I have the phone number of another Forgite in the area. But, dammit, I know he's groupless. And as cool as he is, and as much as I think I'd like to game with him, my regular group has a full membership. So my interest is in socializing. I actually have nothing to offer but socializing right now. And since I'm sure he's really wishing he had some gaming possibilities, every time I nerve myself up to phone him, I chicken out. It's easier than having to explain why near term gaming possibilities aren't on the table, and from that risk feeling myself sending out the communication of that esteem-damaging message, when that's not what I meant at all.

If there wasn't so much pain in the social context, we wouldn't build these walls, I think, but unless you're prepared to take ownership of a lot of pain, it seems like you don't have a choice.

My Life with Master knows codependence.
And if you're doing anything with your Acts of Evil ashcan license, of course I'm curious and would love to hear about your plans

M. J. Young

O.K., my answers may require some context.

Unlike most of you, I never heard of role playing games until I was a couple years out of college (but before graduate school, where for some reason the question never arose).  So I don't have these life-related phases in the same sort of connections.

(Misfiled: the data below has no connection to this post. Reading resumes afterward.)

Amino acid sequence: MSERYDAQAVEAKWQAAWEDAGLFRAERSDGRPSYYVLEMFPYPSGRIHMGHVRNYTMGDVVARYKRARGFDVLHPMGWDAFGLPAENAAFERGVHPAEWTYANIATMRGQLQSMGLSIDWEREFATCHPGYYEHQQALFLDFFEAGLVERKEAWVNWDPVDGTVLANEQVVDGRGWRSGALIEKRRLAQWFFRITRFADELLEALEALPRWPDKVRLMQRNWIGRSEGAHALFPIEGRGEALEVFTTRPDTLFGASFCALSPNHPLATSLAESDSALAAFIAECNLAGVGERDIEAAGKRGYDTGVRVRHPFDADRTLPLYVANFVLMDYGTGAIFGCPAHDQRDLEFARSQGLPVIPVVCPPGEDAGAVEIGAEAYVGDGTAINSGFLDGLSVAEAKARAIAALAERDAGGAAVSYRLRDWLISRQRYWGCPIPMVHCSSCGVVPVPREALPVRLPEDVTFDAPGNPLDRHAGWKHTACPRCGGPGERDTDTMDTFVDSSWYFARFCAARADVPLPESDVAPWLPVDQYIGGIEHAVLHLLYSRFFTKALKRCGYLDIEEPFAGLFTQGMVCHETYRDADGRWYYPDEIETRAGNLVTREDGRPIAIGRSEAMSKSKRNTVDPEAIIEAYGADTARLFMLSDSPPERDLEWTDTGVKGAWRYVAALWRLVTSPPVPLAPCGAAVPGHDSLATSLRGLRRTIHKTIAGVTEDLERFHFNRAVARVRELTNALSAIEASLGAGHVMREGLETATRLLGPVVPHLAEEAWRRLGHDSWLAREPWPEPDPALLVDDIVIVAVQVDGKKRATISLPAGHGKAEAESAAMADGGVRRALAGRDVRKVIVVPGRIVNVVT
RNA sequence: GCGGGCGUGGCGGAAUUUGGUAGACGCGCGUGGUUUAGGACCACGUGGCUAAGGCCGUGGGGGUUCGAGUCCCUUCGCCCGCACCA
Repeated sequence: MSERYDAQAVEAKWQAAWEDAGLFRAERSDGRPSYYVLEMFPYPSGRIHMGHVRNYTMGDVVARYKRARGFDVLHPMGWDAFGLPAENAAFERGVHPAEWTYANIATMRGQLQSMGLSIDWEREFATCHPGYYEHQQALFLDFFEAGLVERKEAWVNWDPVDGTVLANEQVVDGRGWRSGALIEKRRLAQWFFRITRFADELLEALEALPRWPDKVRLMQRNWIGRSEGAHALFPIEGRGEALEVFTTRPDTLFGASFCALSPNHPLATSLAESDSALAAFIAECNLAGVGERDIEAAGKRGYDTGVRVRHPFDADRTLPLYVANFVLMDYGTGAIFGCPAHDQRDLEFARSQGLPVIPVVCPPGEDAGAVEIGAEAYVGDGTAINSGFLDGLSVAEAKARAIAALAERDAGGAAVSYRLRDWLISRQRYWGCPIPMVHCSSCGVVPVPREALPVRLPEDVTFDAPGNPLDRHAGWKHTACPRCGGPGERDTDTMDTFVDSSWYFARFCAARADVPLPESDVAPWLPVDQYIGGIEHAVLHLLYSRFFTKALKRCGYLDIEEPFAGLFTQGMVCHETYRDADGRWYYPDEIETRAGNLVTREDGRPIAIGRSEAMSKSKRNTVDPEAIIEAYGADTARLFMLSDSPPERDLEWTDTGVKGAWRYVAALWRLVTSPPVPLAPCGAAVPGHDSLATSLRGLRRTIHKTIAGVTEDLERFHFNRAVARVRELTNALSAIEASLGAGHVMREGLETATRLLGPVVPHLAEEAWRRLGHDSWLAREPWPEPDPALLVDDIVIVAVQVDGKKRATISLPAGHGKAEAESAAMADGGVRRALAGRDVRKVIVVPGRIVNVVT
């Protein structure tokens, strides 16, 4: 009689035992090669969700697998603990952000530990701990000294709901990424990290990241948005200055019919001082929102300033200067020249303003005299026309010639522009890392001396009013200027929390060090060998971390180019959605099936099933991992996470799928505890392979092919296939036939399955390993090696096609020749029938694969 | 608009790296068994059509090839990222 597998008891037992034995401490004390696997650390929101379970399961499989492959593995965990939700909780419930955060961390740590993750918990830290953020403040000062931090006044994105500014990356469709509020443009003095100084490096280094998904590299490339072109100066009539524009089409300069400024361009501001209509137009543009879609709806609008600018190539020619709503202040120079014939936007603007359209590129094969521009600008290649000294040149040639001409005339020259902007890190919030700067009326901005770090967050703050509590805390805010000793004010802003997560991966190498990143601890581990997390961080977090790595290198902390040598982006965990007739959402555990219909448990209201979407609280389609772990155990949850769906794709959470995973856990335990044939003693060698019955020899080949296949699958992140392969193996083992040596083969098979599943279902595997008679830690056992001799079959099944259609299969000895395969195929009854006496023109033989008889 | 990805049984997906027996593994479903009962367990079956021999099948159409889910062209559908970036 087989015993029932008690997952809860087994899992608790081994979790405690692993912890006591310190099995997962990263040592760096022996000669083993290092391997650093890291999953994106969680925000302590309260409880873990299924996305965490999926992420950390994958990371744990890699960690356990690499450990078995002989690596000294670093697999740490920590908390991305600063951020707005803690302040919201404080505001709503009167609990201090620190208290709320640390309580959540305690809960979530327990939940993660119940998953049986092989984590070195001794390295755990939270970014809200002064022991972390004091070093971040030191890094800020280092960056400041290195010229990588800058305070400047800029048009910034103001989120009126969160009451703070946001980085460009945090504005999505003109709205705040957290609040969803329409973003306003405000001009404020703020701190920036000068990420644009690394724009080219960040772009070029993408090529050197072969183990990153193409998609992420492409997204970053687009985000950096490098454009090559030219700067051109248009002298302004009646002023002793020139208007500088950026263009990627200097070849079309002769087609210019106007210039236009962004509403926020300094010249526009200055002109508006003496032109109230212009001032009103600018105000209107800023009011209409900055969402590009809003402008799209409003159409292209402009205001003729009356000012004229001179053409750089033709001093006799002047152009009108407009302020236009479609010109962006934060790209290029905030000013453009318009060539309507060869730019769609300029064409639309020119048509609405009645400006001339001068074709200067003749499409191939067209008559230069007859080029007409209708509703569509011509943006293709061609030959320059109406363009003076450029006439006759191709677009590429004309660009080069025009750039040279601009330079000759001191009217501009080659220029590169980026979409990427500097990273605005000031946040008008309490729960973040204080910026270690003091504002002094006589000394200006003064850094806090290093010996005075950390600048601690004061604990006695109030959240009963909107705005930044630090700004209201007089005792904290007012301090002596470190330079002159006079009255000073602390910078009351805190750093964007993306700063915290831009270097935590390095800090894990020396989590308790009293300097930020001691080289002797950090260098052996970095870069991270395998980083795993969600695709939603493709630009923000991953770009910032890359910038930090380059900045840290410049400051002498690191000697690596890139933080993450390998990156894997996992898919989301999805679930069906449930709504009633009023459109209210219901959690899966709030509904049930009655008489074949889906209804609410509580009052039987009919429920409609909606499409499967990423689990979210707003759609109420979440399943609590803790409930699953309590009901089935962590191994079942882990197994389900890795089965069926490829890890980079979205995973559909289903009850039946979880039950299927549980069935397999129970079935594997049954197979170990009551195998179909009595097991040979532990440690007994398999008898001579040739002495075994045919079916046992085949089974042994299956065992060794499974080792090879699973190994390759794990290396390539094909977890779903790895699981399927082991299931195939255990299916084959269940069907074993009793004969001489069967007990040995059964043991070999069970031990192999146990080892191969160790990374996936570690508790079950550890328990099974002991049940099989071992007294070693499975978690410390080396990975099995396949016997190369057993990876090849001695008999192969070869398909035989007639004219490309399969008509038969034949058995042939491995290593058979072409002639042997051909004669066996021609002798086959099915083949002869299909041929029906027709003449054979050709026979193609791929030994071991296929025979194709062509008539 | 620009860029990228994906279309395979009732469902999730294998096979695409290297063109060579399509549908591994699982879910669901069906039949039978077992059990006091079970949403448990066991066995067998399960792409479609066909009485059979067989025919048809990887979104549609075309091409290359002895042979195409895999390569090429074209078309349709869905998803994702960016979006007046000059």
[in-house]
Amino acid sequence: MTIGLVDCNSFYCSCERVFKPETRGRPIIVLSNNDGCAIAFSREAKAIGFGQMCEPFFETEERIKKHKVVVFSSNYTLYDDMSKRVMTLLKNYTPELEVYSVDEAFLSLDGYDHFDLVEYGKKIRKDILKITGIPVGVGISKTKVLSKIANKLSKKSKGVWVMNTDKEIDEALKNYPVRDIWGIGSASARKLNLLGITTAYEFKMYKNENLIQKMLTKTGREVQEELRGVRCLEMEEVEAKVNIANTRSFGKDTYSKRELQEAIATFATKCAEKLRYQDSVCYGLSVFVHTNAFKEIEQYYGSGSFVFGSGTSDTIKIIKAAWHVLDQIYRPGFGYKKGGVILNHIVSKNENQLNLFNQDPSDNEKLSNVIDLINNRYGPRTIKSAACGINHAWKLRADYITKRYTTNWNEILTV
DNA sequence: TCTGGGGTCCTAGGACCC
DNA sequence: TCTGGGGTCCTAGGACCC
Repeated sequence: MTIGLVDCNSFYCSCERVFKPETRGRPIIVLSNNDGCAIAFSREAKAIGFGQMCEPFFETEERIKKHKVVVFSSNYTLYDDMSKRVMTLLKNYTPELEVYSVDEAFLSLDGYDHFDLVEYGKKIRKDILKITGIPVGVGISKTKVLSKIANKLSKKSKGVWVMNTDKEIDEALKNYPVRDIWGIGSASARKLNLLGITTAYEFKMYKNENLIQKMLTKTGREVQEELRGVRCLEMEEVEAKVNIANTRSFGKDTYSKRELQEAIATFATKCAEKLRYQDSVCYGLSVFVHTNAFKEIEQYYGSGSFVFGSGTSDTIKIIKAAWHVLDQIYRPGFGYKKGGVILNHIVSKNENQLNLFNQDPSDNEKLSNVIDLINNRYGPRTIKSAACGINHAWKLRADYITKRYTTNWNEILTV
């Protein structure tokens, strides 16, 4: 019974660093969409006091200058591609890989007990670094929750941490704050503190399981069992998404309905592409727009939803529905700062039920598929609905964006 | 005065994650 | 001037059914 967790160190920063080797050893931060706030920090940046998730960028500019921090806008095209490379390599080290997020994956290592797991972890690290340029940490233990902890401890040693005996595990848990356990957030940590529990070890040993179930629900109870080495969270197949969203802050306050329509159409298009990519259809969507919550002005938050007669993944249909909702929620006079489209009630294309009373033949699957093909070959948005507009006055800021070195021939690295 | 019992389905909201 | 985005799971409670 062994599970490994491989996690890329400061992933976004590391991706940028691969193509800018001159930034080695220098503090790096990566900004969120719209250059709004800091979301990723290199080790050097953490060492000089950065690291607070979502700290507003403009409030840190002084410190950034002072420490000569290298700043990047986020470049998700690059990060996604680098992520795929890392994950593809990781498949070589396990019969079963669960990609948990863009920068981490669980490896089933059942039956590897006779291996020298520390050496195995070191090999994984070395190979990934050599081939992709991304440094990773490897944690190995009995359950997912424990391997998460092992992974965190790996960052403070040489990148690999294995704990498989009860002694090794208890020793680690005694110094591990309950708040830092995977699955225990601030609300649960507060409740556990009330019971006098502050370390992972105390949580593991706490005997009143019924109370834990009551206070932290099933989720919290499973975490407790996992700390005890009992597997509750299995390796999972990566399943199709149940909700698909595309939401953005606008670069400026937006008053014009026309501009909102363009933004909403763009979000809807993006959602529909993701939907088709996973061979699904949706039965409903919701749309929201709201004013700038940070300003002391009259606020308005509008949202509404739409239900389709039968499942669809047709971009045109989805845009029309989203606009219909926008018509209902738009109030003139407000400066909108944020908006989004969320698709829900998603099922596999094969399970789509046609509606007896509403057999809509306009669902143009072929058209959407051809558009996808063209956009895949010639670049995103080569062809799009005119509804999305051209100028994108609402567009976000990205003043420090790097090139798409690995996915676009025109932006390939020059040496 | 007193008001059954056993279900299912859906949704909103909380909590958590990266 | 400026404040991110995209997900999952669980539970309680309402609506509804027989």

It's also worth noting that I long considered myself rather anti-social.  I hate parties.  I don't hang out with people.  It took a lot of years and self-observation to recognize that it was not people I disliked: it was unstructured social situations. I love to go to classes, and I love to teach classes. I very much enjoy playing games. I have played many concerts, emceed quite a few, and attended them. I'm said to be an excellent interviewer by those I've interviewed. All of these social situations have context. Sitting around talking does not, and I am always uncomfortable and uncertain how to act in such unstructured situations. I'm the guy who, when we have company over, spends most of his time making the food.

This is probably important to understanding why my answers are so skewed. Long before I heard of role playing games, my primary socializing was already centered on playing games. Every weekend Bob and Margaret came over or we went there, and we played games. Bob is the only person I ever knew who had a real pinball machine. He also was able to get absolutely any Atari game cartridge (he worked for GTE, and they made the chips, so they could copy games to chips and plug them into boards rather cheaply). We played hours, probably months, of Pinochle, every board game we could find, miniature golf, bowling (Bob was on a league, but we didn't mind letting him beat us a few times a year), bookcase games, wargames, card games, trivia games, parlor games. We got together and played games. That was the core of our socializing. When we found role playing games, they swept through our group with a vengeance. Pretty soon we were playing three different games, week by week deciding which campaign to continue, tucking in the pinochle before play, picking up a board game or other game maybe once a month or so. These games seemed both to facilitate our socializing better and to hold our interest from session to session so we always wanted to come back to them.